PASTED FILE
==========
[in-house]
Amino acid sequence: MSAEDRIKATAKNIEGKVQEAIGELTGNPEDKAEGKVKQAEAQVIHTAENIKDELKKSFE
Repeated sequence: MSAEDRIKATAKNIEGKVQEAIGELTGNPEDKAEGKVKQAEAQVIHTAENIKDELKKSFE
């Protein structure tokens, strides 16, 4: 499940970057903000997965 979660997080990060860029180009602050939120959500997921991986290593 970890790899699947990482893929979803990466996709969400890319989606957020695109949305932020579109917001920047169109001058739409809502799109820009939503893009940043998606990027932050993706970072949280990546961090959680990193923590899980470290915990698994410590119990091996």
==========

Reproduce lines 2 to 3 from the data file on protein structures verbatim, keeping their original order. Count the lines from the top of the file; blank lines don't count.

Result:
Amino acid sequence: MSAEDRIKATAKNIEGKVQEAIGELTGNPEDKAEGKVKQAEAQVIHTAENIKDELKKSFE
Repeated sequence: MSAEDRIKATAKNIEGKVQEAIGELTGNPEDKAEGKVKQAEAQVIHTAENIKDELKKSFE